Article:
Tag Archives: NOVA

A Trio of Must-See NOVA Programs, Now on DVD

Three new Nova programs, now on DVD, from PBS Distribution, all must-see viewing.

Nova: Thai Cave Rescue
In this program viewers will follow the dramatic rescue of the 12 boys and their soccer coach from the Tham Luang Cave in Thailand, where they had been trapped for 18 days. This program  features interviews with key people that were involved in the search and rescue and explains how the team became trapped in the cave.

After multiple failed attempts to find the boys and their coach, an international team of rescuers was called upon to find them and ultimately bring them to safety. Nova: Thai Cave Rescue is a stunning example of innovation, teamwork and human endurance in one of the most hostile environments on earth–a flooded cave.

Nova: Last B-24
Seventy-four years ago, an American B-24 Liberator bomber known as the Tulsamerican fell from the sky and disappeared beneath the waves of the Adriatic Sea. Seven crew members survived the crash and were rescued, three men were never found.

Seven decades later, the bomber was discovered by amateur divers, nearly 135 feet beneath the water’s surface at the bottom of the Adriatic Sea. A specialized group within the Pentagon, The U.S. Defense POW/MIA Accounting Agency (DPAA) was alerted and quickly formed a specialized expedition team. Viewers join the Croatian Navy and some of the world’s leading underwater archaeologists as they investigate the wreckage and try to find remains of the lost crew members. Later the team of archaeologists joins a team of forensics experts as they work to identify the remains that are recovered from the wreck.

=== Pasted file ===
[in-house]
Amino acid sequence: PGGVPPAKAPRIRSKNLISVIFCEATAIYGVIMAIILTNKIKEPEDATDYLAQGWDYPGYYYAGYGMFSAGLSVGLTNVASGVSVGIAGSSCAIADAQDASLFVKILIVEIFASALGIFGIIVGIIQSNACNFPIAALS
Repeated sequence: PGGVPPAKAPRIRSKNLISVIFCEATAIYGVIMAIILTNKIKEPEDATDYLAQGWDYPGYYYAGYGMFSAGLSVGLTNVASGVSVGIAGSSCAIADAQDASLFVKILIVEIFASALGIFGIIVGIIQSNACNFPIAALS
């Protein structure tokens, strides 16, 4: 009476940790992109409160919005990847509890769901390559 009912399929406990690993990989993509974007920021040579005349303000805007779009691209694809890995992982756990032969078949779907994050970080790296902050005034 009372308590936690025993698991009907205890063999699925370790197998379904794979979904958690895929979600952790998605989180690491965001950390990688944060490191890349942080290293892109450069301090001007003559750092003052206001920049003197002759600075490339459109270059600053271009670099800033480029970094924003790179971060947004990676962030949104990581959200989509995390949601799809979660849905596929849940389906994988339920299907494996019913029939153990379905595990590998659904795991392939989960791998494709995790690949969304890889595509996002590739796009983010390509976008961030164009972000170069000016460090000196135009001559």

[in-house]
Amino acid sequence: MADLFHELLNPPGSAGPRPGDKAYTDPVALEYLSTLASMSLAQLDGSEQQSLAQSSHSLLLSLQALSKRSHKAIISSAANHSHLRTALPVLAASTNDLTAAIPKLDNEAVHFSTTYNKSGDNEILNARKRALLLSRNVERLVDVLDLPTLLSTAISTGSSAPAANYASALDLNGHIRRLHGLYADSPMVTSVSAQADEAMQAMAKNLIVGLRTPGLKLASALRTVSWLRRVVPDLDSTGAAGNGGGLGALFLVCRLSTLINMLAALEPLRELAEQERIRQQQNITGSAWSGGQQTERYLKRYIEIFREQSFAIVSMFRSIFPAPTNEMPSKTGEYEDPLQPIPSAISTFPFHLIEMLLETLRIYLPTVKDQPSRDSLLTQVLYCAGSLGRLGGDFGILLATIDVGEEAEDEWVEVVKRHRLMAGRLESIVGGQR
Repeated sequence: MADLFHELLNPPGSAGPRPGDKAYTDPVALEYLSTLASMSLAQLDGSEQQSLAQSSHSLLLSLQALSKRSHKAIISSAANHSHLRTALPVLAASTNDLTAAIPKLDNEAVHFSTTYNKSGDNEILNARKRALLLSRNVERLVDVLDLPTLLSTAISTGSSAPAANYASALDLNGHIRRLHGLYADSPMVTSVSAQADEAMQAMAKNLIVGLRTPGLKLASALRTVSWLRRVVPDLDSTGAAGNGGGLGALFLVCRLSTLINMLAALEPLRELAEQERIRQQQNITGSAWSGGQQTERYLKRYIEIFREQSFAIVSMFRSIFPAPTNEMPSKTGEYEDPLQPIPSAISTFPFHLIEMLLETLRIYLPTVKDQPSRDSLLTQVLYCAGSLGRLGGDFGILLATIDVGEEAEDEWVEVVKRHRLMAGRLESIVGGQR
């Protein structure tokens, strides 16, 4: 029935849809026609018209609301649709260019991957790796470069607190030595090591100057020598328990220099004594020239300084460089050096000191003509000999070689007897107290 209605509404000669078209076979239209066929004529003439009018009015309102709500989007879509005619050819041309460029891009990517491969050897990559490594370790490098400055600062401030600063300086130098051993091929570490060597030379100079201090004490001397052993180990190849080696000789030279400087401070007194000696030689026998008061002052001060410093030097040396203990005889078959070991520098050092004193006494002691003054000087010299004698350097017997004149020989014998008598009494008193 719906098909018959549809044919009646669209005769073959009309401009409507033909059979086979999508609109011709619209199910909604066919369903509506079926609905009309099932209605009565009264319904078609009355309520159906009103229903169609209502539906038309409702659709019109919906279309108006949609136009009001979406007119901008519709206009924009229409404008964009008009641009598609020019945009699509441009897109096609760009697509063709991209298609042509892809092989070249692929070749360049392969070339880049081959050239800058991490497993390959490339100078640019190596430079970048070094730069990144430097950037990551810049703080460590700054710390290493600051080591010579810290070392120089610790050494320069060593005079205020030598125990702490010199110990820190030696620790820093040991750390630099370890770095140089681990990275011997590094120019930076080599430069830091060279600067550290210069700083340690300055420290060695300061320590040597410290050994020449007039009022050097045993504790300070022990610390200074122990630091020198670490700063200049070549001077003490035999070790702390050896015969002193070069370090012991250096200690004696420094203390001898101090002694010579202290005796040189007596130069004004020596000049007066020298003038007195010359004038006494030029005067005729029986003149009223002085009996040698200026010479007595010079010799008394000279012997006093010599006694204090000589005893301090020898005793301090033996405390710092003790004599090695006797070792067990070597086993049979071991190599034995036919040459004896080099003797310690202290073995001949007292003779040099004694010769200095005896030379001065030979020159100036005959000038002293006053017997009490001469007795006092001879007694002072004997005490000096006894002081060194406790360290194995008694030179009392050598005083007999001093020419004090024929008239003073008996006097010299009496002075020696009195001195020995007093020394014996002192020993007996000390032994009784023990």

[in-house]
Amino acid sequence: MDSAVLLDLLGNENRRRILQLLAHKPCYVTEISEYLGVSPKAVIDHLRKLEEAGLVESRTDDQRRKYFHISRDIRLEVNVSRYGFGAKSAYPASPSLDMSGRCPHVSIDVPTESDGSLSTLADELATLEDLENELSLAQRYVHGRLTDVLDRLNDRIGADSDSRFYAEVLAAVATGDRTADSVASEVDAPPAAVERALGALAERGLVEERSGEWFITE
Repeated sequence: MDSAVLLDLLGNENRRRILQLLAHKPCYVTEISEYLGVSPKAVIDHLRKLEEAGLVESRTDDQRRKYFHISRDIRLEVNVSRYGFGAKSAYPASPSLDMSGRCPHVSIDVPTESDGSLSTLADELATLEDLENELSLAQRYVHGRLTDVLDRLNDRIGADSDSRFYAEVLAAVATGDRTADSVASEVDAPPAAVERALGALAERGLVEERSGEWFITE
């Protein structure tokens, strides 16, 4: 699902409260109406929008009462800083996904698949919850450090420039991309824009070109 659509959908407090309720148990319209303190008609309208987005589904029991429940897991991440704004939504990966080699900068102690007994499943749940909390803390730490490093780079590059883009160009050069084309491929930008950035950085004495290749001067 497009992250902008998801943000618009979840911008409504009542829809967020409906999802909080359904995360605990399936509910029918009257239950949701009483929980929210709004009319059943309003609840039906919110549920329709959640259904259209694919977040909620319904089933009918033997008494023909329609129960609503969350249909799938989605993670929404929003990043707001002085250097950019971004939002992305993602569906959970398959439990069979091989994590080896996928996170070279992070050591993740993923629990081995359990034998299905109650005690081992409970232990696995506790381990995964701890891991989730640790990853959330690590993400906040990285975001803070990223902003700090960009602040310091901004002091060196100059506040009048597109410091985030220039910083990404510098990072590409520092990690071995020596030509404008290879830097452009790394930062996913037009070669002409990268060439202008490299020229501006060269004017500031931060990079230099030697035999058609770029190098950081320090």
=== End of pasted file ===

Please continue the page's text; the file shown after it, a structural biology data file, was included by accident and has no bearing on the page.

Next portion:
Nova: Operation Bridge Rescue
The Blenheim Covered Bridge in New York State is an icon of 19th century American engineering. Built in 1855, it was the longest single span covered bridge in the world, but in 2011 the bridge was destroyed by Hurricane Irene. The program follows a team of elite bridge builders and engineers as they faithfully reproduce the intricate timber structure under immense pressure—spring floods are coming and threaten to destroy the worksite.

Viewers then travel to China to witness traditional craftsmen restoring thousand-year-old covered bridges, all based on their ingenious frameworks of woven timber beams. These ancient bridges are the heart of their communities and allow for trade and worship in other villages, but typhoons are destroying these bridges as well. Viewers discover how Chinese artisans are keeping traditional skills alive to ensure the bridges survival.

New PBS series, “NOVA: Wonders”, hits high notes

NOVA: Wonders is a fresh, lively series that makes complicated concepts accessible while taking a deep dive into the scientific process. Each episode poses a big scientific question and takes viewers along on a journey to explore how far we’ve come in our quest for answers, and how we’ve managed to get here. Among the intriguing topics pondered are the secret language of animals, what’s hidden in the human body, the artificial intelligence technologies that could rival and surpass the abilities of the human mind, the controversial power to engineer life in a lab, and the mysteries of the universe.